This seems a simple task, yet I am making some stupid mistakes I am not able to find. I create a sinus wave (integer) and then convert it to 16 bit char, little endian. Then I save to file and open it in Audacity (see image below). The first channel in the image is created by Audacity, the second by me. Something is really wrong there. I think it must be in the bit shifting, because if I use 8 Bit, it works. So the extra byte causes trouble but I don't see, how.

#include <bitset>
#include <iostream>
#include <chrono>
#include <math.h>
#include <fstream>
#include <iomanip>

#define PI 3.14159265359  


    int samplesize          = 16;
    unsigned int samplerate = 44100;
    int duration            = 3; // seconds
    int channels            = 1;
    //long samples            = 4096;
    long samples            = samplerate * duration; // per channel
    long total_samples      = samples * channels; // all channels

    // Create test input buffer
    char input[total_samples * samplesize/8];

    // Initialize test buffer with zeros
    for (int i=0;i<total_samples * samplesize/8;++i){

    // Create test input
    int total_index=0;
    char graph[20];
    for (long i=0;i<samples;++i){
        // Channel 1: 440 Hz sinus
        int sinus    = .8*0x8000*sin(2*PI*440*i/samplerate); //  amplitude = 0.8 * max range; max range = 0x8000 = 32768 ( max value for 16 Bit signed int )

        // Little Endian: BUG HERE?
        input[total_index] =  sinus & 0xFF;             // LoByte
        //input[total_index+1] = (sinus & 0xFF00) >> 8; // HiByte
        input[total_index+1] = (sinus >> 8) & 0xFF;     // HiByte
        total_index += 2;


    // Export raw audio data to file
    std::ofstream fout("sine_char16bit.raw");
    if (fout.is_open()){
        long idx = 0;
        for(long i = 0; i < samples; ++i){
            fout << input[idx] << input[idx+1]; idx+=2;

enter image description here


Found the solution: You need to open the file in binary mode and not write via <<, but with put or write.

std::ofstream fout("sine_char16bit.raw", std::ios::out | std::ios::binary);
if (fout.is_open()){
    fout.write(input, total_samples * samplesize/8);
  • 1
    $\begingroup$ 16 bit WAV file format uses signed integer representation with DC being at 0, in other words no dc offset. May be that's the problem ? $\endgroup$
    – Fat32
    Apr 2, 2016 at 12:59
  • $\begingroup$ I do not think so because there are parts of the file that show a correct sine with DC = 0 as you can see. $\endgroup$ Apr 2, 2016 at 13:20
  • $\begingroup$ what's your final code that works? I update your code with the solution in your Edit section, but after imported to Audacity, it's not sinus at all. $\endgroup$
    – Tom Jammy
    Sep 10, 2018 at 11:50
  • $\begingroup$ That << operator for I/O in C++ is sooooooooooo stupid and confusing. (Since it already exists for Arithmetic Shift Left.) C++ could have been a really cool and compact OOP language. Instead, they tried to make it be all things to all men and the bloated result is like Ada. $\endgroup$ Dec 29, 2023 at 20:57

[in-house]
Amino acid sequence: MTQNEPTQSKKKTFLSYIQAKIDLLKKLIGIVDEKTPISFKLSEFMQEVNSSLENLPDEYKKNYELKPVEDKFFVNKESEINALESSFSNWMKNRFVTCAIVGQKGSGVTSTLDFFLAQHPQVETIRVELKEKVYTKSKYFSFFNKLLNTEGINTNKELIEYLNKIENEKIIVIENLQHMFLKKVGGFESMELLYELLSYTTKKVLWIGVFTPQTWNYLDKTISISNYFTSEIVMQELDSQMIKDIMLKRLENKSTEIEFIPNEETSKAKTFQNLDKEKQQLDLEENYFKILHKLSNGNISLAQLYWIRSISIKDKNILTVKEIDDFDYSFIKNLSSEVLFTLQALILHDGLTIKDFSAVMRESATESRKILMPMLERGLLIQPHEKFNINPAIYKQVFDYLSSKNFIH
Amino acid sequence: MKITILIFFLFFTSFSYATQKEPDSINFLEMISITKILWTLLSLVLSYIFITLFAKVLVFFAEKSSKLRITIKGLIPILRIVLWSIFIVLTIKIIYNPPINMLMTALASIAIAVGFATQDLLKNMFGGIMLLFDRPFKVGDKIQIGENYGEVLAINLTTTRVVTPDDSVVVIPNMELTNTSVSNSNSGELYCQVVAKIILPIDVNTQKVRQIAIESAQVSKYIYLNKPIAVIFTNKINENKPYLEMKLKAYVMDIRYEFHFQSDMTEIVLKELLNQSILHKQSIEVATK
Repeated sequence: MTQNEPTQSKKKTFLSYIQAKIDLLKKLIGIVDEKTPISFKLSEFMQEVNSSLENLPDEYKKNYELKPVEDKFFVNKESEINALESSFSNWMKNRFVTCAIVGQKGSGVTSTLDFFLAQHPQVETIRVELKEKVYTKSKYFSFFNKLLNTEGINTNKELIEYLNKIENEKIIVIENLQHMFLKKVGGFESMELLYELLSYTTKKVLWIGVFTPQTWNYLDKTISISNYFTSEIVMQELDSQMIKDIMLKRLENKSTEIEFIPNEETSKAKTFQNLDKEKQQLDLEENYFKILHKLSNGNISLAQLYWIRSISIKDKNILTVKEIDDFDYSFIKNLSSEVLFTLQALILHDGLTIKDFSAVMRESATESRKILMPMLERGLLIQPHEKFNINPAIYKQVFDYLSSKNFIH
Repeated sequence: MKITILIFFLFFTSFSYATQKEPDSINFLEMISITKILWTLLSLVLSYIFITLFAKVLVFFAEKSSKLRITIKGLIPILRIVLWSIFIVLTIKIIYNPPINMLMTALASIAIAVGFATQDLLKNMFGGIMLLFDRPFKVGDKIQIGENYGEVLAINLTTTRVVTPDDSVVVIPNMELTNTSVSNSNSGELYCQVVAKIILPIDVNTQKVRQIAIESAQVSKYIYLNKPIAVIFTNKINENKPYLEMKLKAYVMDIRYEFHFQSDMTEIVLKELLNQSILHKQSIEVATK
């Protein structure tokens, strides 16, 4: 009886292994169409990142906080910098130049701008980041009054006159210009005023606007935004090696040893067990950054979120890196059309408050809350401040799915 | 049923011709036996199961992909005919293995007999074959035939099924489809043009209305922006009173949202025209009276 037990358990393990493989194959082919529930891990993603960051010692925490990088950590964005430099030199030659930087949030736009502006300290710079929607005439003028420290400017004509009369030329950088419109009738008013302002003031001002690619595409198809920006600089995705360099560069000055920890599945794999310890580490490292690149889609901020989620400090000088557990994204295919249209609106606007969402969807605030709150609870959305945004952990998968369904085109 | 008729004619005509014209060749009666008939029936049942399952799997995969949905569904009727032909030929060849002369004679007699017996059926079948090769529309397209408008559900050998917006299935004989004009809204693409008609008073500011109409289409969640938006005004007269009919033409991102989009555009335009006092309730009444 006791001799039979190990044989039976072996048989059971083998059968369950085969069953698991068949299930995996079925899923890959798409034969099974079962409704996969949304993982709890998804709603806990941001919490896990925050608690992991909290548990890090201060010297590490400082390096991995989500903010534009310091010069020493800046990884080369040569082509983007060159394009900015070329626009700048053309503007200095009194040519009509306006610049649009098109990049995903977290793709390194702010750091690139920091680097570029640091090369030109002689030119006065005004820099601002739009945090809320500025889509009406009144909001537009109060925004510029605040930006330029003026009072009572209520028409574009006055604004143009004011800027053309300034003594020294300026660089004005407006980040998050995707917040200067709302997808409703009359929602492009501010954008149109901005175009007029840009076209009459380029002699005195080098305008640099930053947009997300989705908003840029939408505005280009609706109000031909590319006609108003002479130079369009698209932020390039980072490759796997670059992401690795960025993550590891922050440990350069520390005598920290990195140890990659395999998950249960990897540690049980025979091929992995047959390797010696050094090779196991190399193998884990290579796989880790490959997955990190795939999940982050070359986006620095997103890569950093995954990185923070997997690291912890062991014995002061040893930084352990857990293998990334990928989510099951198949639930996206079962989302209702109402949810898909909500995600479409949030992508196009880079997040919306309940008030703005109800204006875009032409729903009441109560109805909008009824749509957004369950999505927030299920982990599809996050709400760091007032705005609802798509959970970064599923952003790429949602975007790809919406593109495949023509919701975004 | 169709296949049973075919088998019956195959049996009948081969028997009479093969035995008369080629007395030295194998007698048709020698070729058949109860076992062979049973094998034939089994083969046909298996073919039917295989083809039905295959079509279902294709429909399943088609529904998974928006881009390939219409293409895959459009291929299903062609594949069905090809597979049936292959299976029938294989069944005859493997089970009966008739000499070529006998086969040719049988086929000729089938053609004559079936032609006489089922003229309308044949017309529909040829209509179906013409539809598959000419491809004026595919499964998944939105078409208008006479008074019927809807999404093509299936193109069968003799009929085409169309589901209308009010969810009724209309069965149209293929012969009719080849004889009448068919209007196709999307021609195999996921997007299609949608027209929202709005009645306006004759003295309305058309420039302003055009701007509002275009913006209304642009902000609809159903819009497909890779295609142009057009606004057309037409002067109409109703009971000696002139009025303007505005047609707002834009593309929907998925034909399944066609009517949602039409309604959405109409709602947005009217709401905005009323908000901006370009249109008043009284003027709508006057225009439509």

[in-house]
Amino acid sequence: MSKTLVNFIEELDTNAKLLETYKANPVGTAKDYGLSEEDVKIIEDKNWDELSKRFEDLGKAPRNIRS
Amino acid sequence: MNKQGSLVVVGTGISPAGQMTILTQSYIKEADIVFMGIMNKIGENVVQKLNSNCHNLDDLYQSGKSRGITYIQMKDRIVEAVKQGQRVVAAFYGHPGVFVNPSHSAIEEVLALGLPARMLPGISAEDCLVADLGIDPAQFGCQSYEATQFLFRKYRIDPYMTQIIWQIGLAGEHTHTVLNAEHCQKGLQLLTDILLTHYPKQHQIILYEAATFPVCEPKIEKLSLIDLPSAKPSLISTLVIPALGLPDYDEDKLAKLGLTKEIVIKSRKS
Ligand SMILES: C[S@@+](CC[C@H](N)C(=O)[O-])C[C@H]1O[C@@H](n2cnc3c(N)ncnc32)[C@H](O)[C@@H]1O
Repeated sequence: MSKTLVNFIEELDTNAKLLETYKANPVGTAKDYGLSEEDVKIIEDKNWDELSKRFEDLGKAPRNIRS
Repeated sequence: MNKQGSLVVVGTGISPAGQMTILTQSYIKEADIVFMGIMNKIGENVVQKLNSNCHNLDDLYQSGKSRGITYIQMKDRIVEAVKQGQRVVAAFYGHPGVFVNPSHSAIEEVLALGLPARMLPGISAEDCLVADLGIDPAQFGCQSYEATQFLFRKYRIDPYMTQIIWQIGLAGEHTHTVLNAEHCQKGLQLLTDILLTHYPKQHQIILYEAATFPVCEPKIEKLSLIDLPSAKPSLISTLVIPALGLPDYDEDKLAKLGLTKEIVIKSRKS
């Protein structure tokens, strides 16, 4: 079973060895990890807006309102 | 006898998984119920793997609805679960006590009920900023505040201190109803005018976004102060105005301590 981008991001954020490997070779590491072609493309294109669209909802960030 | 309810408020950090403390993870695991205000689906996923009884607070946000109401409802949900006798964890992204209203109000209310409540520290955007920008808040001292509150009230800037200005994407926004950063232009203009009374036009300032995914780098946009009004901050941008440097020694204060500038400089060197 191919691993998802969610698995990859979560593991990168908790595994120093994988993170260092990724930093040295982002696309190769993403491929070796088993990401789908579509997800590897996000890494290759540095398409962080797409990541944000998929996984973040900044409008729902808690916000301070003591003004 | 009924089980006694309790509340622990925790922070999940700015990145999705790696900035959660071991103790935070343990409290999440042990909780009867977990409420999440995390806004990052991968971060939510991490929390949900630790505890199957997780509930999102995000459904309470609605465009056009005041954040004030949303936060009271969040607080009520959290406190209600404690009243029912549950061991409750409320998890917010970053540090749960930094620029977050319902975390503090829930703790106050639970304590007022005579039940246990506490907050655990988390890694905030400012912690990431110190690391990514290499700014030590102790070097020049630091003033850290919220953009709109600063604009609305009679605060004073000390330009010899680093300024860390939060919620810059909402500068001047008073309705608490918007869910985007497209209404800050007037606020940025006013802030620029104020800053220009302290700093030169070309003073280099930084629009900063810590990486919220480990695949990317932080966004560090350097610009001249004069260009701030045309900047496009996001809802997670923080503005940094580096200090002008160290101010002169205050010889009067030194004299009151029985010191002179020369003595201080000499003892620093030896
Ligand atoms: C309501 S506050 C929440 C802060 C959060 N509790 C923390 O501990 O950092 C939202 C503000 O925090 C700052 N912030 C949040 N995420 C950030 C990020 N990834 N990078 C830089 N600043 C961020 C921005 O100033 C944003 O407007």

2 Answers 2


Create low-frequency triangular or square waveform. Start from constant value, written into the wave. Generate one in audacity and save. Compare. Do not generate sine or anithing more compled right away. Start building complexity from simple components. Be smart, use simplicity and evolutionary approach.

  • $\begingroup$ This is what I am doing. But I asked this question on DSP because I hoped some experts directly recognize what the problem is. Hence I expect some kind of code-wise answer. $\endgroup$ Apr 2, 2016 at 18:10
  • $\begingroup$ @user2366975 You need to hire a programmer for the 'code-wise' solution. The questions to debug your code are bad for obvious reasons. They are not even welocmmed I have checked that at SO. I have checked that. $\endgroup$ Apr 2, 2016 at 19:22
  • $\begingroup$ Well I hoped someone would be so interested to copy the code and run it. Usually at least someone takes the time to read and try to understand what I am doing and then gives advice. Else I would not bother asking a question, because your kind of answer would then be the answer to almost every question. But thanks any way :) $\endgroup$ Apr 2, 2016 at 19:48
  • $\begingroup$ Saying your kind of answer would then be the answer to almost every question you basically downplay the quality of other questions. When do something wrong, you have not good justification. But giving outrageous excuses you just dig deeper. $\endgroup$ Apr 2, 2016 at 19:59

I used an int16_t array for the 16-bit sine wave data. The natural byte order for int16_t worked correctly when saved to an SD card and listened to the .wav file.


  int i;
  double frequency = 333.0;
  double t;
  int16_t value;
  int high;
  int low;
  int n;
  double amp = 32000;

  int16_t data[256];

  n = 0;
  while( n < 30000){
  i = 0;
  while( i < 256){

  // Mono 16 PCM: SAMPLE1: (low order byte) (high order byte) SAMPLE2: (low order byte) (high order byte)
  value = (int16_t)(amp * sin(2.0 * 3.14159 * frequency * n / sampleRate));
  data[i] = value;

writeDataToWavFile(data, i);

void writeDataToWavFile(int16_t data[], int size)
  subChunk2Size += numChannels * bitsPerSample/8 * size;

  chunkSize = 36 + subChunk2Size;

  wavFile.seek(wavFile.size()); // The size() equals EOF.
  wavFile.write((uint16_t*)data, size * 2);

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